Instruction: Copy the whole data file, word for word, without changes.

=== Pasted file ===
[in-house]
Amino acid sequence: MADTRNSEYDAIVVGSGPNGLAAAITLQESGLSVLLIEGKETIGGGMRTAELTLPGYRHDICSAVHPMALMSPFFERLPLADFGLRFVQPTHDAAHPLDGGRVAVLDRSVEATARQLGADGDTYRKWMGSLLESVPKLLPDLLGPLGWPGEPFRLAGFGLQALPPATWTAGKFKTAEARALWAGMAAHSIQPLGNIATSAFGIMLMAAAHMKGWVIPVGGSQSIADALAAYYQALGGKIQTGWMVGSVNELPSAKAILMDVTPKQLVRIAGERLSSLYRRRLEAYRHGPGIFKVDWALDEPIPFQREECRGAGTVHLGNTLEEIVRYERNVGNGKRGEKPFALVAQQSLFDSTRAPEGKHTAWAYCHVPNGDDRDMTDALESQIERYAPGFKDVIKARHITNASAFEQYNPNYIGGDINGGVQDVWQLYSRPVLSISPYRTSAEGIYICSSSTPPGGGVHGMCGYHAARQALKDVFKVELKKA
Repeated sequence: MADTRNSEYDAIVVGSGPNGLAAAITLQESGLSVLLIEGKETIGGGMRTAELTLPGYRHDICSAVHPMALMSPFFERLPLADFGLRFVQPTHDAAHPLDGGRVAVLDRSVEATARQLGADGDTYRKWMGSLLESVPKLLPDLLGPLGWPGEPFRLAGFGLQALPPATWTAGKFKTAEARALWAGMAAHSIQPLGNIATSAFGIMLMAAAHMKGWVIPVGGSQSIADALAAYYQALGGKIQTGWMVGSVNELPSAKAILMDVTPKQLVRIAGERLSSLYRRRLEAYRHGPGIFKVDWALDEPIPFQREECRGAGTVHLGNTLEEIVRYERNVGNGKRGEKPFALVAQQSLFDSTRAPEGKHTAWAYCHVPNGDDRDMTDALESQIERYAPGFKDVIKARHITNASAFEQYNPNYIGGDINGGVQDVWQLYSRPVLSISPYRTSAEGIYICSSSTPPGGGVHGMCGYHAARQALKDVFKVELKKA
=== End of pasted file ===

[in-house]
Amino acid sequence: MADTRNSEYDAIVVGSGPNGLAAAITLQESGLSVLLIEGKETIGGGMRTAELTLPGYRHDICSAVHPMALMSPFFERLPLADFGLRFVQPTHDAAHPLDGGRVAVLDRSVEATARQLGADGDTYRKWMGSLLESVPKLLPDLLGPLGWPGEPFRLAGFGLQALPPATWTAGKFKTAEARALWAGMAAHSIQPLGNIATSAFGIMLMAAAHMKGWVIPVGGSQSIADALAAYYQALGGKIQTGWMVGSVNELPSAKAILMDVTPKQLVRIAGERLSSLYRRRLEAYRHGPGIFKVDWALDEPIPFQREECRGAGTVHLGNTLEEIVRYERNVGNGKRGEKPFALVAQQSLFDSTRAPEGKHTAWAYCHVPNGDDRDMTDALESQIERYAPGFKDVIKARHITNASAFEQYNPNYIGGDINGGVQDVWQLYSRPVLSISPYRTSAEGIYICSSSTPPGGGVHGMCGYHAARQALKDVFKVELKKA
Repeated sequence: MADTRNSEYDAIVVGSGPNGLAAAITLQESGLSVLLIEGKETIGGGMRTAELTLPGYRHDICSAVHPMALMSPFFERLPLADFGLRFVQPTHDAAHPLDGGRVAVLDRSVEATARQLGADGDTYRKWMGSLLESVPKLLPDLLGPLGWPGEPFRLAGFGLQALPPATWTAGKFKTAEARALWAGMAAHSIQPLGNIATSAFGIMLMAAAHMKGWVIPVGGSQSIADALAAYYQALGGKIQTGWMVGSVNELPSAKAILMDVTPKQLVRIAGERLSSLYRRRLEAYRHGPGIFKVDWALDEPIPFQREECRGAGTVHLGNTLEEIVRYERNVGNGKRGEKPFALVAQQSLFDSTRAPEGKHTAWAYCHVPNGDDRDMTDALESQIERYAPGFKDVIKARHITNASAFEQYNPNYIGGDINGGVQDVWQLYSRPVLSISPYRTSAEGIYICSSSTPPGGGVHGMCGYHAARQALKDVFKVELKKA